This post is by Dr. Domenico Lepore, an international expert on systems thinking for management. Together with Oded Cohen he developed the Decalogue Management Methodology, combining the management philosophy of the founding father of Quality, W. Edwards Deming, with the Theory of Constraints. Dr. Lepore is no stranger to standards. The device that resulted from his research thesis on quantum metrology in the late 1980s was adopted as the Italian national voltage standard. He was Italian representative for the ISO (International Standards Organization) Technical Committee 176 in 1988. Under his supervision many companies achieved ISO 9000 certification. He is the Founder of Intelligent Management Inc.
Method and structure for innovation
In our previous post, we suggested there are several steps towards prosperous innovation, the first of which is to create an operational definition for innovation. The second step is to invalidate the flawed assumption that equates “imagination” to “Innovation”. Imagination and intuition are foundational to the innovation process but they are only a part of it. This is not to undermine in any way the importance of creative thought. Imagination, what we may describe as a new set of synapses developed by the inventor, can indeed be the spark for an innovation. However, what keeps the flame of innovation alive and transforms it into an actionable project is something else.
Innovation is intrinsically connected with change, with the development of something, be it a product, a process, a service, or a technology, etc., that did not exist before. This innovative change, however, is not enough in itself. It must also be sustainable. What do we mean by sustainable? That it can be repeated over time. This means that both innovation and change must be continuously fuelled by a mechanism that ensures sustainability. This mechanism for sustainability must have:
1) a solid conceptual foundation
2) a practical and economical way of being activated
When we say economical, we mean it in its broadest sense, as something that ensures a return for its investors but that does not create damage to people or the environment in the process of creating that return. You cannot have one without the other, as any damage created will eventually impact the entire economic system concerned.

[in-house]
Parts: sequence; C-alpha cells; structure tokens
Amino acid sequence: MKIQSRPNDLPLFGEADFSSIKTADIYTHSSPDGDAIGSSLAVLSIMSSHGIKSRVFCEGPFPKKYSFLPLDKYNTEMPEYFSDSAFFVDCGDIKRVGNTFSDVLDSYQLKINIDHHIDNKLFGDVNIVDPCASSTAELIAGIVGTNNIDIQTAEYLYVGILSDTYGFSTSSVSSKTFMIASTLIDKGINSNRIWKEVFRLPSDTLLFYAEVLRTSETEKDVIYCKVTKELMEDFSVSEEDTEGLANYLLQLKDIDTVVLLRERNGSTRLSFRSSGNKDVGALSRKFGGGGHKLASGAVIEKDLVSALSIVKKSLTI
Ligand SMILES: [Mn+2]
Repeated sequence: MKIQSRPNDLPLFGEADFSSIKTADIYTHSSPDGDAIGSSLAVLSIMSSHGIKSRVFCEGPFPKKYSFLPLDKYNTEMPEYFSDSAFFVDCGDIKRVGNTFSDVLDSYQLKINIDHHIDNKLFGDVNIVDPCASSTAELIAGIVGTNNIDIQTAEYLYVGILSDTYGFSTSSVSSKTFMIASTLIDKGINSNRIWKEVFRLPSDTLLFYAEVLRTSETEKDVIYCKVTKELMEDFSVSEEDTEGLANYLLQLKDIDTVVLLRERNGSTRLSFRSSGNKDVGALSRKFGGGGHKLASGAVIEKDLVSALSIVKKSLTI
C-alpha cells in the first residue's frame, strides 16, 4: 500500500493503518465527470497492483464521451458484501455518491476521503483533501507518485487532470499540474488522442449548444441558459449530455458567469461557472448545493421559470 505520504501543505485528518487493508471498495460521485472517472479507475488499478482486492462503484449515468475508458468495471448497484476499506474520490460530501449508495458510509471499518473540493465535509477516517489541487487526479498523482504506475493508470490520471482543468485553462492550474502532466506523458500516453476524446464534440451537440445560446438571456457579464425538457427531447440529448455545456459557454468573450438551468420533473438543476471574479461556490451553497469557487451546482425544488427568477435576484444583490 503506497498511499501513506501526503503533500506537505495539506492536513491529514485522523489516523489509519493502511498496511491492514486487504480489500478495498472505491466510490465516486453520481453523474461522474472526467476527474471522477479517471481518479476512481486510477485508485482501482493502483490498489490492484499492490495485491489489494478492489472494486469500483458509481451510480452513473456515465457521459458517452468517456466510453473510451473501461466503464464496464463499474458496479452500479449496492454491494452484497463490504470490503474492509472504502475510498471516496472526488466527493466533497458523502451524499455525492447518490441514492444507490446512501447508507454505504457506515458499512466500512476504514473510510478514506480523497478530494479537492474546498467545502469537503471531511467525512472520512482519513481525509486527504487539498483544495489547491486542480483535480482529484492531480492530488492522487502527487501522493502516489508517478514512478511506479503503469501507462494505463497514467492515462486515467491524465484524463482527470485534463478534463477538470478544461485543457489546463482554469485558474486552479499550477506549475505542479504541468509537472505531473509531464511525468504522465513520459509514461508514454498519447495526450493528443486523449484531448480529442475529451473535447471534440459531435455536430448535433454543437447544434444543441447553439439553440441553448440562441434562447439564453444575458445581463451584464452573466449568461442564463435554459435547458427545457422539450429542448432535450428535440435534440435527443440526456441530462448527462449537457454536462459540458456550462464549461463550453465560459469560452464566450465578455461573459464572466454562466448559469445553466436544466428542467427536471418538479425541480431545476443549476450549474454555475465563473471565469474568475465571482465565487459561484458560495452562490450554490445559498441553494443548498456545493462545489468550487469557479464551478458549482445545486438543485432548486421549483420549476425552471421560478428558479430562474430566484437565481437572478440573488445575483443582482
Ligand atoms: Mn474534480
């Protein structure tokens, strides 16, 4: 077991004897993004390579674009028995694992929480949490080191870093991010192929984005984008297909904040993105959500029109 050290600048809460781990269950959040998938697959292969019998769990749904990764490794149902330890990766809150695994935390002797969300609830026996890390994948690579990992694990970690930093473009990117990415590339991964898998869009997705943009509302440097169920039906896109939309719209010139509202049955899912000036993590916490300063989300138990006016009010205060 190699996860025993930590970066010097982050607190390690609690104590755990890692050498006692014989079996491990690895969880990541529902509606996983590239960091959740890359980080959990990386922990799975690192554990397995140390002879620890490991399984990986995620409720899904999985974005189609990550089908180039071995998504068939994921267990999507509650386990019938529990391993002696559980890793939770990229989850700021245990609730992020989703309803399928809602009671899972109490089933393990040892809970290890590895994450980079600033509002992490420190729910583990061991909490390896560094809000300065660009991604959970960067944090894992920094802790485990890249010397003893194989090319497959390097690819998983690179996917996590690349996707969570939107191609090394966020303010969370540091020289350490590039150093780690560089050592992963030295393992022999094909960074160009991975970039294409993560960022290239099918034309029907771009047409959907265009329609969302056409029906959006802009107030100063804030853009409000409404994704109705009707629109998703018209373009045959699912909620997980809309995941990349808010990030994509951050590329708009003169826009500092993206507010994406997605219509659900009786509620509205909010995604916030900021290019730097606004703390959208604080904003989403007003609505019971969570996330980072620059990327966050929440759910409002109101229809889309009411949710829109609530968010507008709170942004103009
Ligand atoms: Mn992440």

Achieving sustainable innovation
How do we achieve this? The solid conceptual foundation required for the mechanism to fuel sustainability can be found in the PDSA cycle (Plan, Do, Study, Act) as described by Dr. Shewhart and then fully developed by Dr. W. Edwards Deming into a full blown economic theory, The Theory of Profound Knowledge.
The PDSA cycle goes well beyond a technique. It is foundational in that it embeds the rigour of the scientific method into the process of innovation. It incorporates feedback into the way we develop new products as we move through a continuous cycle of planning change, carrying it out, studying the results and feedback, then moving on to incorporate the results of our findings into a newer product or service to start the entire cycle again.
The practical and economical way to activate the mechanism that ensures sustainability is to build the organizational structure that has to be in place in order for innovation to happen, i.e. one that embraces and functions on the basis of the PDSA cycle. An organization that embraces the PDSA model is poised for innovation because it allows imagination to be linked coherently and cohesively to what people eventually will buy and thrive with. What makes Apple unrivalled today is not (only) the imaginations of Jon Ive and Scott Forstall, but the amazing supply chain that connects their ideas to everything else needed to ensure that you and I can enjoy Apple’s products. Dr. Deming would refer to all of this as Quality.
Let’s face it, Quality systems have largely failed in delivering to customers what customers wanted and they have often become just another piece of red tape with which companies have to comply. Quality systems have not been delivering what they were originally created for: the stability, repeatability, predictability and reliability of products and processes, in other words the very building blocks for sustainable economic growth.
If innovation is critical for economic growth, then current quality systems cannot sustain innovation. Why is that so? We’ll be looking at that in the next post in this series on innovation.